Find that spark

Gone are the days where people flocked to mainstream career paths and now choose to follow more creative educational pathways

March 11, 2021 12:14 pm | Updated 12:14 pm IST

Freepik

Freepik

The traditional opinion that the sole purpose of education is to secure a job has changed. Now with many youngsters realising that niche skills and specialisations in different streams can be pursued, there has been a rise rise in the demand for non-traditional and creative skills.

In the last three years, as many as 1,359 photography schools, 822 fashion design schools, 1,338 design schools and 270 colleges of graphic design have been established in India. The number excludes several institutions that offer similar creative courses online. Further, students are also receiving support to turn their skills into a fruitful career and sustainable businesses.

Beyond the traditional

High-school graduates are spoiled for choice when it comes to future studies. Earlier, you either went into medical studies, engineering, commerce or humanities. While encouragement for unconventional studies from parents was rare back then, today a creative calling or an uncoventional career isn’t a symbol of instability or profligacy.

According to the All India Council for Technical Education (AICTE), in 2016-17, almost 51% of the 15.5 lakh undergraduate seats in 3,291 engineering colleges in India were vacant and the percentage of students choosing engineering, sciences and commerce degrees has reduced from 22.5% to 14% in the last five years. A 2017 study by the British Council estimates the money spent on creative education in India was ₹250 million. This can be attributed to a change in people’s perception of creative courses as well as building a conducive educational environment with a choice of both on-campus and online college courses.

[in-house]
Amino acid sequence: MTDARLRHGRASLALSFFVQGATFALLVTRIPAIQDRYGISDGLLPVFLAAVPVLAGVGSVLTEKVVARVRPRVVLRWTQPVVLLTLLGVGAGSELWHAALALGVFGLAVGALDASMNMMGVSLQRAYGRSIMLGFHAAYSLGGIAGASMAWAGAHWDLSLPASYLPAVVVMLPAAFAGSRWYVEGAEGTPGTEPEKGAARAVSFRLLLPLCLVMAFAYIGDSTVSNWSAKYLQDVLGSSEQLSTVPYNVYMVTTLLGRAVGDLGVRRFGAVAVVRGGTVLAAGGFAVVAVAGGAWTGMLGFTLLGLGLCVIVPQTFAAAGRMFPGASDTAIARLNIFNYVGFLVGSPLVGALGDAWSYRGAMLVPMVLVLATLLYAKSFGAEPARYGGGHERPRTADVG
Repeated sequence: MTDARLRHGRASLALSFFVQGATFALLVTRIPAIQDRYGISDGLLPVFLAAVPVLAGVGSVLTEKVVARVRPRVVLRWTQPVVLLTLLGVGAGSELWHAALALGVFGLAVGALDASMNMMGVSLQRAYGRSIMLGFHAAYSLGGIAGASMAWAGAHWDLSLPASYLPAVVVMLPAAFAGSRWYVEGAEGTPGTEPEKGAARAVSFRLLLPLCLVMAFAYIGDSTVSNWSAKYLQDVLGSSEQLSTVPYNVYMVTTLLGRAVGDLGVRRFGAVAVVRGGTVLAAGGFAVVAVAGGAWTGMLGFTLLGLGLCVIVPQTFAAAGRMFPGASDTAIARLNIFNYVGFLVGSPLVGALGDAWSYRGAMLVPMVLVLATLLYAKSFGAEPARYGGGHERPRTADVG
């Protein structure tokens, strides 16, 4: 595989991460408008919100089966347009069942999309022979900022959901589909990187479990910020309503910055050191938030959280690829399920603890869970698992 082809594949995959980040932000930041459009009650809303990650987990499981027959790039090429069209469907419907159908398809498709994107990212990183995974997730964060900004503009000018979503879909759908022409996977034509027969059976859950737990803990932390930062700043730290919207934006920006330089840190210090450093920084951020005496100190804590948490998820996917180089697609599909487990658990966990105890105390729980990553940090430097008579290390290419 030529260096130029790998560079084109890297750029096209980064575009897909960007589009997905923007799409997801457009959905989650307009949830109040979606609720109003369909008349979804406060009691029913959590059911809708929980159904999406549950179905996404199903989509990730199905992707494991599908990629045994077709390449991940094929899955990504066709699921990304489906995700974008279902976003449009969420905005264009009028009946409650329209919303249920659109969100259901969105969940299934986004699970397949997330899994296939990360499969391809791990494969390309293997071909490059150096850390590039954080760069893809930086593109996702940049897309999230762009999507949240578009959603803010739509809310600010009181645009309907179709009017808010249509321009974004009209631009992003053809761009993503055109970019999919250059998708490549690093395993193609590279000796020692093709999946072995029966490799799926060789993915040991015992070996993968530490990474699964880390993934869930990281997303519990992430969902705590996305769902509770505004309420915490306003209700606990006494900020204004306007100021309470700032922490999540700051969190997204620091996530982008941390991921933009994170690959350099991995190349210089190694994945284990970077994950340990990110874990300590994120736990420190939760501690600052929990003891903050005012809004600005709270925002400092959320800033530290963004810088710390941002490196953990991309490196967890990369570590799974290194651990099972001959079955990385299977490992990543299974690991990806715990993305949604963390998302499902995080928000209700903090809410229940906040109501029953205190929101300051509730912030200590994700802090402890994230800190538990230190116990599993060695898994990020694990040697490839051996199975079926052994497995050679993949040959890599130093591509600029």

What’s changed?

Youngsters want to make a career in something they are passionate about and are willing to accept challenges and risk. With easy access to various online learning platforms, students are also willing to look beyond traditional options.

Many industries have now incorporated innovative divisions that align design, content and technology. From mobile apps to digital marketing and social media businesses, the world is adopting a creative vision at large.

The job market has also seen a radical shift, thanks to the evolving digital economy. Photographers, for instance, no longer require clients to walk into their studio. They can work across many industries like F&B, events, children and even pets through their social media pages. Fashion and jewellery designers can now sell their products online without having to invest in opening a store. Writers and literature enthusiasts can self-publish more easily than ever, join the content development division of companies and align their skills to core disciplines or even freelance. Graphic designers now offer their services to healthcare, filmmaking, advertising, the music industry, and many others.

Therefore, the connotation of having a creative profession is no longer negative. It’s fascinating to see that, in a country where mainstream education was once the only choice for a profitable career, more people are now receptive to learning creative courses and carving a niche for themselves.

The writer is CEO of Hunar Online Courses

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